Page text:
Greenhouse gas emissions in the UK will be cut to almost zero by 2050, under the terms of a new government plan to tackle climate change.
Prime Minister Theresa May said there was a “moral duty to leave this world in a better condition than what we inherited”.
Cutting emissions would benefit public health and cut NHS costs, she said.
Britain is the first major nation to propose this target – and it has been widely praised by green groups.
But some say the phase-out is too late to protect the climate, and others fear that the task is impossible.
The UK already has a 2050 target – to reduce emissions by 80%. That was agreed by MPs under the Climate Change Act in 2008, but will now be amended to the new, much tougher, goal.
The actual terminology used by the government is “net zero” greenhouse gases by 2050.
That means emissions from homes, transport, farming and industry will have to be avoided completely or – in the most difficult examples – offset by planting trees or sucking CO2 out of the atmosphere.
The government’s advisory Committee on Climate Change recommended the “net zero” target in May.
Its report said if other countries followed the UK, there was a 50-50 chance of staying below the recommended 1.5C temperature rise by 2100.
A 1.5C rise is considered the threshold for dangerous climate change.
Laurence Tubiana, an architect of the crucial Paris climate agreement, told the BBC: “This is a historic commitment that will reverberate right around the world.
“All eyes will now turn on the rest of the EU to match this pledge.”
Theresa May said the UK led the world to wealth through fossil fuels in the industrial revolution, so it was appropriate for Britain to lead in the opposite direction.
“We have made huge progress in growing our economy and the jobs market while slashing emissions,” she said.
“Now is the time to go further and faster to safeguard the environment for our children. We must lead the world to a cleaner, greener form of growth.”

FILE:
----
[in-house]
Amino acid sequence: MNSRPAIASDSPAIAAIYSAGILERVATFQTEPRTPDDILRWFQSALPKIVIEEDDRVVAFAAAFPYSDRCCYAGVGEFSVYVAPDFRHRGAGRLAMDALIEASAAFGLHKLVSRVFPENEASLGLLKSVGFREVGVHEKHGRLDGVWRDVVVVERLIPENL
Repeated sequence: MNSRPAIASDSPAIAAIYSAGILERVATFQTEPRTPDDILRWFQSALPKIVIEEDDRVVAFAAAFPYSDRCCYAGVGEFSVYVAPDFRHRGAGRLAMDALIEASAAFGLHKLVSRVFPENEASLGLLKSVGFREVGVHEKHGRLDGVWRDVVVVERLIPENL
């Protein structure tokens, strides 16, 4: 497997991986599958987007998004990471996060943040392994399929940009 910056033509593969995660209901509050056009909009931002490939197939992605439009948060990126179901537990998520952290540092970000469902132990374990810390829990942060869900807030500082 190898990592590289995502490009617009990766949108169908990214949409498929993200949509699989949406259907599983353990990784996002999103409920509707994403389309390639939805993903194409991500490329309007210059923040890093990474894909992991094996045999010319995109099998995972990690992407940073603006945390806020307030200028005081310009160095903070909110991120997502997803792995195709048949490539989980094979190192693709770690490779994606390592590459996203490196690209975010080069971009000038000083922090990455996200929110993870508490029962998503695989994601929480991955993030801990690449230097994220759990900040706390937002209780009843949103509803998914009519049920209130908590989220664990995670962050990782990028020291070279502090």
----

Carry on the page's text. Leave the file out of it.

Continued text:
Number 10 said it was “imperative” other countries followed suit, so there would be a review within five years to ensure other nations were taking similarly ambitious action and British industries were not facing unfair competition.
Scotland has already committed to reducing greenhouse gas emissions to net-zero by 2045, five years ahead of the UK government’s target.
The Committee on Climate Change (CCC) recommended Wales should aim to cut emissions by a lower target of 95% by 2050 due to the importance of the farming industry to rural communities. But the Welsh government has since said it wants to go further – and will commit to net-zero by 2050, like the rest of the UK.
Northern Ireland is the only devolved administration which does not have its own climate change legislation and emissions targets.
How will it affect people?
If ministers decided to clamp down on meat-eating or on flying, that would meet serious opposition.
But the government will attempt to make the clean revolution as painless as possible. Technology improvements like LED light bulbs, for instance, save emissions without people noticing.
The same is true if people get hydrogen central heating instead of gas, or if they are obliged to drive electric cars rather than petrol vehicles.
But there will need to be a massive investment in clean energy generation – and that has to be funded by someone.
The government hasn’t yet spelled out if the cost will fall on bill-payers, or tax-payers, or the fossil fuel firms that have caused climate change.
And then there’s the international dimension. Prof Dieter Helm, from the Blavatnik School of Government at Oxford University, said: “From the UK’s end, doing this unilaterally, we have to be very careful that we don’t simply say: ‘we’re going to reduce the emissions from our cars and our power stations here in Britain, but we’re going to carry on importing those emissions from overseas.’
“We don’t make very much in this country. Manufacturing is only 20% of the economy. Most of the stuff that you go and buy in the supermarket… it’s all imported.”
What will this cost?
Chancellor Philip Hammond has warned of a potential cost of £1 trillion by 2050.
The cash will have to come from somewhere, he said – maybe from schools, hospitals and the police.
However, Chris Skidmore, the acting energy minister, said the costs would amount to between 1 and 2% of the UK’s GDP – which was the same amount factored in to reach the previous 80% reduction target. Therefore it would not be the case that there would be less money to spend elsewhere, he said.
He added that the green economy would generate jobs and the cost of green technologies was coming down all the time.
The climate change contrarian Bjorn Lomborg, author of Skeptical Environmentalist, said: “Mr Hammond is right to highlight the cost – and in fact, he is likely to be underestimating the real price tag.”
Campaigners said Mr Hammond’s sums did not take into account the benefits of cleaner air and a more stable climate.